Special Issue "Two-Dimensional Materials beyond Graphene and their Van der Waals Heterostructures"

A special issue of Crystals (ISSN 2073-4352). This special issue belongs to the section "Crystal Engineering".

Deadline for manuscript submissions: closed (31 July 2017)

Special Issue Editors

Guest Editor
Dr. Cristina E. Giusca

National Physical Laboratory, Hampton Road, Teddington, Middlesex, TW11 0LW, UK
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Interests: electronic and optical properties of 2D materials and heterostructures; graphene; scanning probe microscopy; electronic effects in photoexcited materials; surface processes in various environments; nano- and opto-electronic applications of graphene and 2D materials
Guest Editor
Dr. Spyros Yannopoulos

Foundation for Research and Technology – Hellas, Institute of Chemical Engineering Sciences (FORTH/ICE–HT), 1414 Rio-Patras, GR-26504, Greece
Website | E-Mail
Interests: controlled growth of 2D TMDCs materials by CVD; laser assisted growth of graphene; Raman and photoluminescence characterization of 2D crystals; heterostructures of 2D crystals; electrochemical applications of 2D materials; electrodes and counter-electrodes of solar cells

Special Issue Information

Dear Colleagues,

Recently-isolated two-dimensional (2D) atomic crystals provide an attractive material platform for exploring the fundamentals of atomically thin semiconductors, as well as presenting exciting prospects for future advances in fields as diverse as sensors and catalysis, membranes, energy storage/conversion, optoelectronics, spintronics, and valleytronics.

The realm of properties and applications is further enriched by artificially integrating 2D monolayers in vertical and lateral heterostructures, which enable the engineering of novel architectures with a rich combination of properties for multifunctional systems with enhanced performance. Given the astonishing developments in the field, this Special Issue will be dedicated to discussing the very latest research associated with 2D materials and their heterostructures, from fundamentals to applications, and addressing an outlook for emerging advances of the field.

Contributions are invited on 2D materials research-related topics, with special emphasis on (but not limited to):

  • Controlled synthesis of 2D materials (including transition metal dichalcogenides, phosphorene, silicene, germanene, stanene) and heterostructures
  • Advanced characterisation of electronic, optical, mechanical and catalytic properties
  • Surface chemistry and chemical functionalisation of 2D materials, including doping and defect engineering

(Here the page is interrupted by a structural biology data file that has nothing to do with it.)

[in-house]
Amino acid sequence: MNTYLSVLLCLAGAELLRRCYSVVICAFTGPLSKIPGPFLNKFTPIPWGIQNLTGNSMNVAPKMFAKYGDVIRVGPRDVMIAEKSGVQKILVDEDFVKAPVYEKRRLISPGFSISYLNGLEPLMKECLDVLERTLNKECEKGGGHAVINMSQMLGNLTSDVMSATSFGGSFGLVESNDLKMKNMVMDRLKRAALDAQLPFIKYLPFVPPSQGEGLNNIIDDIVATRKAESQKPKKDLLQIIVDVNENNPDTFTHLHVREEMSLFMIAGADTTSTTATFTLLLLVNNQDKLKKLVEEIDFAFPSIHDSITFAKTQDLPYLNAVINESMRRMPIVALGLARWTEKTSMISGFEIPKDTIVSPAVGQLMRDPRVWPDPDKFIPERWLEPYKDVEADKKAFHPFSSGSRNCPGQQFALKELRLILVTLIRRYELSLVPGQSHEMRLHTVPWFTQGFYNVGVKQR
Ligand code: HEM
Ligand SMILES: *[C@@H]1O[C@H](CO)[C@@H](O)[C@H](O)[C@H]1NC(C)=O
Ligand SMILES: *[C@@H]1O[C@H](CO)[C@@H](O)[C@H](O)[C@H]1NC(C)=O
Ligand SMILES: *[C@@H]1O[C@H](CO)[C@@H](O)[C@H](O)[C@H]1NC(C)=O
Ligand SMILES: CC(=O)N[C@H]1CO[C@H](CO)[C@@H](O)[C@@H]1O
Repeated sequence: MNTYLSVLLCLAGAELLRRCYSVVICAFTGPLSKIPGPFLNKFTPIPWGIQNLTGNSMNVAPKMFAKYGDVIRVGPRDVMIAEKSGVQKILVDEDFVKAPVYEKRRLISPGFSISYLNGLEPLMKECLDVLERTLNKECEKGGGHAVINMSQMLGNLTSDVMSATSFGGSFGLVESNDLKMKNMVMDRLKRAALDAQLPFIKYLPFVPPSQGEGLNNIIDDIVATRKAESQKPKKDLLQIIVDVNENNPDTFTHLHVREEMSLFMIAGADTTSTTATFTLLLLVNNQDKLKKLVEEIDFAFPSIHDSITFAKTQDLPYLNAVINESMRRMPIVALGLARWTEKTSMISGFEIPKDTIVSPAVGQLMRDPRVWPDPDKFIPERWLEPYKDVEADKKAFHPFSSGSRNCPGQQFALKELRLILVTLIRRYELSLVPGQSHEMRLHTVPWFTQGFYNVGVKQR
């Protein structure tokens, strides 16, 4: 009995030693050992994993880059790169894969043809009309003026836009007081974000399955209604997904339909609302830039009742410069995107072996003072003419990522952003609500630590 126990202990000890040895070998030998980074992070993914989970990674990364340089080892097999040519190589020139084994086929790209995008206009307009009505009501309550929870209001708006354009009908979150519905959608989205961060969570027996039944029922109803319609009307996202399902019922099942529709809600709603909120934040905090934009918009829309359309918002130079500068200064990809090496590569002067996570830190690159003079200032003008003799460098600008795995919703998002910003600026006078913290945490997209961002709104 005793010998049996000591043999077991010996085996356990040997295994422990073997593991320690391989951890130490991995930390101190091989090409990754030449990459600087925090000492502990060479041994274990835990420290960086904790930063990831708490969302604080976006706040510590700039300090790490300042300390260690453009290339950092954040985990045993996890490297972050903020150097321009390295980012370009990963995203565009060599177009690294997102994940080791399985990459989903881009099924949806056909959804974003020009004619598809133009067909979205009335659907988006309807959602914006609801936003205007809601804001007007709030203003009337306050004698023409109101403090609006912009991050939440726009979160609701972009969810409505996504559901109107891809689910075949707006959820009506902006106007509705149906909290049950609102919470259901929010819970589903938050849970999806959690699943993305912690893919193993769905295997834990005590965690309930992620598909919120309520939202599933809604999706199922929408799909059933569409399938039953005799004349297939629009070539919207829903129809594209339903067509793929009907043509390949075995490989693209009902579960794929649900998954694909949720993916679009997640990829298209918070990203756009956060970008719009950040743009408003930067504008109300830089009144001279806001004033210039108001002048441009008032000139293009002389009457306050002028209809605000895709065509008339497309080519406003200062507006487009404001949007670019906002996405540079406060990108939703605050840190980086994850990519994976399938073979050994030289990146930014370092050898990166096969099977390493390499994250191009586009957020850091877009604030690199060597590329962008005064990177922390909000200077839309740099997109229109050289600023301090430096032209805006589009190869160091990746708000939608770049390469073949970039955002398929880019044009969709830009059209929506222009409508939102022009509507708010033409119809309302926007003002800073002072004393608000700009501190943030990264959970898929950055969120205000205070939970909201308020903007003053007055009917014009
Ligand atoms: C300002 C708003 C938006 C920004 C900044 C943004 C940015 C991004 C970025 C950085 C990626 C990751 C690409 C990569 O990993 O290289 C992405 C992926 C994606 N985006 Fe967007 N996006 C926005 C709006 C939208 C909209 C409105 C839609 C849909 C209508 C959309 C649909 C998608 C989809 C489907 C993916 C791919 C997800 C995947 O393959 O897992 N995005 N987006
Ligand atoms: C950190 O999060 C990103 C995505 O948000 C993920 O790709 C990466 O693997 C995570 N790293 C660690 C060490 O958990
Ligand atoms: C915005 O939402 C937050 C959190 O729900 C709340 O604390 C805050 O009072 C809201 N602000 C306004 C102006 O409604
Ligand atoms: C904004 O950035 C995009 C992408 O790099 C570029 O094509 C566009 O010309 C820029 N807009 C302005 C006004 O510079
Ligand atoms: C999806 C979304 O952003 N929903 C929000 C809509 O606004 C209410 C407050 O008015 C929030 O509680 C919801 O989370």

• Emerging applications in optoelectronics, spintronics, valleytronics, photonics, energy harvesting and storage, catalysis, sensors,
  • Modelling of properties and devices based on 2D materials and heterostructures

Dr. Cristina E. Giusca
Dr. Spyros Yannopoulos
Guest Editors

Manuscript Submission Information

Manuscripts should be submitted online at www.mdpi.com by registering and logging in to this website. Once you are registered, click here to go to the submission form. Manuscripts can be submitted until the deadline. All papers will be peer-reviewed. Accepted papers will be published continuously in the journal (as soon as accepted) and will be listed together on the special issue website. Research articles, review articles as well as short communications are invited. For planned papers, a title and short abstract (about 100 words) can be sent to the Editorial Office for announcement on this website.

Submitted manuscripts should not have been published previously, nor be under consideration for publication elsewhere (except conference proceedings papers). All manuscripts are thoroughly refereed through a single-blind peer-review process. A guide for authors and other relevant information for submission of manuscripts is available on the Instructions for Authors page. Crystals is an international peer-reviewed open access monthly journal published by MDPI.

Please visit the Instructions for Authors page before submitting a manuscript. The Article Processing Charge (APC) for publication in this open access journal is 1000 CHF (Swiss Francs). Submitted papers should be well formatted and use good English. Authors may use MDPI's English editing service prior to publication or during author revisions.

Keywords

  • 2D materials
  • heterostructures
  • layered crystals
  • 2D heterojunction
  • transition metal dichalcogenides
  • monolayer
  • 2D semiconductors
  • van der Waals epitaxy
  • 2D-material based devices
  • technological applications

Published Papers (9 papers)

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Research

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Open AccessArticle Algebraic Theory of Crystal Vibrations: Localization Properties of Wave Functions in Two-Dimensional Lattices
Crystals 2017, 7(8), 246; doi:10.3390/cryst7080246
Received: 14 July 2017 / Revised: 2 August 2017 / Accepted: 3 August 2017 / Published: 7 August 2017
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Abstract